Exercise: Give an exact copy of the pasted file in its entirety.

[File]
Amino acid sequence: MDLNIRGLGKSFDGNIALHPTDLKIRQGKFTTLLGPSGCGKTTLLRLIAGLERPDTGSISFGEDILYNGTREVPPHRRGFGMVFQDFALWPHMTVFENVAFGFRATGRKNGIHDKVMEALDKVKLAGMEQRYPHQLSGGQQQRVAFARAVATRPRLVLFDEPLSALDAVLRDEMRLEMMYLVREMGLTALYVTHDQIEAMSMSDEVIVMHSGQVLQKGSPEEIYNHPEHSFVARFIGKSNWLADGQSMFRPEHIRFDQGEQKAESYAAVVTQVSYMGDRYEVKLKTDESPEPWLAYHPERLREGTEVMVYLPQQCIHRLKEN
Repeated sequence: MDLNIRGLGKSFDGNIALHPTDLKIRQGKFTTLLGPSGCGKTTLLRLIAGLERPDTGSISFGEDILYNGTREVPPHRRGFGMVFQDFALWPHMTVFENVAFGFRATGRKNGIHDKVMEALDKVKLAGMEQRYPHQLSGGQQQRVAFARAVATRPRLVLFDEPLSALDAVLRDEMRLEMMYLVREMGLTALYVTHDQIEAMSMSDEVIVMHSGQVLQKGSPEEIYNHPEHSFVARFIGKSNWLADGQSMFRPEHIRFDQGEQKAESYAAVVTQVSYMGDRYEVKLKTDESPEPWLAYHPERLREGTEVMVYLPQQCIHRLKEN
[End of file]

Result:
Amino acid sequence: MDLNIRGLGKSFDGNIALHPTDLKIRQGKFTTLLGPSGCGKTTLLRLIAGLERPDTGSISFGEDILYNGTREVPPHRRGFGMVFQDFALWPHMTVFENVAFGFRATGRKNGIHDKVMEALDKVKLAGMEQRYPHQLSGGQQQRVAFARAVATRPRLVLFDEPLSALDAVLRDEMRLEMMYLVREMGLTALYVTHDQIEAMSMSDEVIVMHSGQVLQKGSPEEIYNHPEHSFVARFIGKSNWLADGQSMFRPEHIRFDQGEQKAESYAAVVTQVSYMGDRYEVKLKTDESPEPWLAYHPERLREGTEVMVYLPQQCIHRLKEN
Repeated sequence: MDLNIRGLGKSFDGNIALHPTDLKIRQGKFTTLLGPSGCGKTTLLRLIAGLERPDTGSISFGEDILYNGTREVPPHRRGFGMVFQDFALWPHMTVFENVAFGFRATGRKNGIHDKVMEALDKVKLAGMEQRYPHQLSGGQQQRVAFARAVATRPRLVLFDEPLSALDAVLRDEMRLEMMYLVREMGLTALYVTHDQIEAMSMSDEVIVMHSGQVLQKGSPEEIYNHPEHSFVARFIGKSNWLADGQSMFRPEHIRFDQGEQKAESYAAVVTQVSYMGDRYEVKLKTDESPEPWLAYHPERLREGTEVMVYLPQQCIHRLKEN